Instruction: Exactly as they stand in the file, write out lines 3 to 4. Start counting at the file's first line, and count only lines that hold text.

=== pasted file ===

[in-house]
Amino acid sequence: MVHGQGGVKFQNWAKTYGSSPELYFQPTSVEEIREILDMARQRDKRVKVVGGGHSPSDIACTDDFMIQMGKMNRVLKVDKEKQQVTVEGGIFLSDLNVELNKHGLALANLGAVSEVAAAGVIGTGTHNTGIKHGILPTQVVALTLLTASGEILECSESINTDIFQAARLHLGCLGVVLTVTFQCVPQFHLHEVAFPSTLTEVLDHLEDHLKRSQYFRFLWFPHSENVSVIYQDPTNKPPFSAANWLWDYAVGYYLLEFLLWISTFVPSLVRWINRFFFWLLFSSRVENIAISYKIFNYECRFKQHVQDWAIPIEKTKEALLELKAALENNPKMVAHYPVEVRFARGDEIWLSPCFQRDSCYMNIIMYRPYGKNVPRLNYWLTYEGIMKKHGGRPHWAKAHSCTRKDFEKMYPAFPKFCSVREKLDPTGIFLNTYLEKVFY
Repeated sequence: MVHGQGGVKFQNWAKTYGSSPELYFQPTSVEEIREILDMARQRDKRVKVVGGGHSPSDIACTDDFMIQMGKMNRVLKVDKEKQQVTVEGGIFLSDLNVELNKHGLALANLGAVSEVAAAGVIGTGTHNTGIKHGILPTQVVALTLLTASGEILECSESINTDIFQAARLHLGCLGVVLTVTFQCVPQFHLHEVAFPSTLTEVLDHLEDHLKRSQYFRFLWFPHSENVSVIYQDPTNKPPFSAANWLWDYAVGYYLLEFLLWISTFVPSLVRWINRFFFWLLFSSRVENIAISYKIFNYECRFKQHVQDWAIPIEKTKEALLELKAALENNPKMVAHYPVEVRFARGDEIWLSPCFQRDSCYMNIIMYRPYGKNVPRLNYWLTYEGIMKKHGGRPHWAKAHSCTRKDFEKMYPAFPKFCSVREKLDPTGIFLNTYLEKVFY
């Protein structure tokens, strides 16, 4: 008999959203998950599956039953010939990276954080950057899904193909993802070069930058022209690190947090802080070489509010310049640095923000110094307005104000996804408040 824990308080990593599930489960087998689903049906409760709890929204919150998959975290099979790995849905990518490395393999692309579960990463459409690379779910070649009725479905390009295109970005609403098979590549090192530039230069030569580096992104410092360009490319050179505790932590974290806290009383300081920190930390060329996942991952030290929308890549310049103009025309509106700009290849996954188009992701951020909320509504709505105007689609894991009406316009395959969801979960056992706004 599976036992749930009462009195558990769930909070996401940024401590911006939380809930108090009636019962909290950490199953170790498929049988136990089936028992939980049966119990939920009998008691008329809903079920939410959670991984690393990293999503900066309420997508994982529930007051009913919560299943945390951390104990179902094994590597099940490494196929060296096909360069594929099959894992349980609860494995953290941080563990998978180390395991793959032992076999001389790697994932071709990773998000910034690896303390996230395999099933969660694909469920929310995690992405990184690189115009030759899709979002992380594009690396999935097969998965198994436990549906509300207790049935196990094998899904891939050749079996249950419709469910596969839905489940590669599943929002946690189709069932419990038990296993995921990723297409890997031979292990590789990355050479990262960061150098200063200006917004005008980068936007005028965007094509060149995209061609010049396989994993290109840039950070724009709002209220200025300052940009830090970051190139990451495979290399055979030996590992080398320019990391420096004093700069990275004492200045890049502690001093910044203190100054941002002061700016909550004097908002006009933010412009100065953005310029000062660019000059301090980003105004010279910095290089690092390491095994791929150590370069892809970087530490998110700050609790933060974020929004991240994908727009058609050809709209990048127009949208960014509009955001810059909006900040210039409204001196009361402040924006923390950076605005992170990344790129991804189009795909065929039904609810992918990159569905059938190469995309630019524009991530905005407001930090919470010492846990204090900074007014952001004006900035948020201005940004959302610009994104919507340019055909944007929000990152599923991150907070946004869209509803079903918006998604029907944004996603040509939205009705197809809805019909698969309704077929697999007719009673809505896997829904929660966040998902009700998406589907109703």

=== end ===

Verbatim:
Repeated sequence: MVHGQGGVKFQNWAKTYGSSPELYFQPTSVEEIREILDMARQRDKRVKVVGGGHSPSDIACTDDFMIQMGKMNRVLKVDKEKQQVTVEGGIFLSDLNVELNKHGLALANLGAVSEVAAAGVIGTGTHNTGIKHGILPTQVVALTLLTASGEILECSESINTDIFQAARLHLGCLGVVLTVTFQCVPQFHLHEVAFPSTLTEVLDHLEDHLKRSQYFRFLWFPHSENVSVIYQDPTNKPPFSAANWLWDYAVGYYLLEFLLWISTFVPSLVRWINRFFFWLLFSSRVENIAISYKIFNYECRFKQHVQDWAIPIEKTKEALLELKAALENNPKMVAHYPVEVRFARGDEIWLSPCFQRDSCYMNIIMYRPYGKNVPRLNYWLTYEGIMKKHGGRPHWAKAHSCTRKDFEKMYPAFPKFCSVREKLDPTGIFLNTYLEKVFY
């Protein structure tokens, strides 16, 4: 008999959203998950599956039953010939990276954080950057899904193909993802070069930058022209690190947090802080070489509010310049640095923000110094307005104000996804408040 824990308080990593599930489960087998689903049906409760709890929204919150998959975290099979790995849905990518490395393999692309579960990463459409690379779910070649009725479905390009295109970005609403098979590549090192530039230069030569580096992104410092360009490319050179505790932590974290806290009383300081920190930390060329996942991952030290929308890549310049103009025309509106700009290849996954188009992701951020909320509504709505105007689609894991009406316009395959969801979960056992706004 599976036992749930009462009195558990769930909070996401940024401590911006939380809930108090009636019962909290950490199953170790498929049988136990089936028992939980049966119990939920009998008691008329809903079920939410959670991984690393990293999503900066309420997508994982529930007051009913919560299943945390951390104990179902094994590597099940490494196929060296096909360069594929099959894992349980609860494995953290941080563990998978180390395991793959032992076999001389790697994932071709990773998000910034690896303390996230395999099933969660694909469920929310995690992405990184690189115009030759899709979002992380594009690396999935097969998965198994436990549906509300207790049935196990094998899904891939050749079996249950419709469910596969839905489940590669599943929002946690189709069932419990038990296993995921990723297409890997031979292990590789990355050479990262960061150098200063200006917004005008980068936007005028965007094509060149995209061609010049396989994993290109840039950070724009709002209220200025300052940009830090970051190139990451495979290399055979030996590992080398320019990391420096004093700069990275004492200045890049502690001093910044203190100054941002002061700016909550004097908002006009933010412009100065953005310029000062660019000059301090980003105004010279910095290089690092390491095994791929150590370069892809970087530490998110700050609790933060974020929004991240994908727009058609050809709209990048127009949208960014509009955001810059909006900040210039409204001196009361402040924006923390950076605005992170990344790129991804189009795909065929039904609810992918990159569905059938190469995309630019524009991530905005407001930090919470010492846990204090900074007014952001004006900035948020201005940004959302610009994104919507340019055909944007929000990152599923991150907070946004869209509803079903918006998604029907944004996603040509939205009705197809809805019909698969309704077929697999007719009673809505896997829904929660966040998902009700998406589907109703």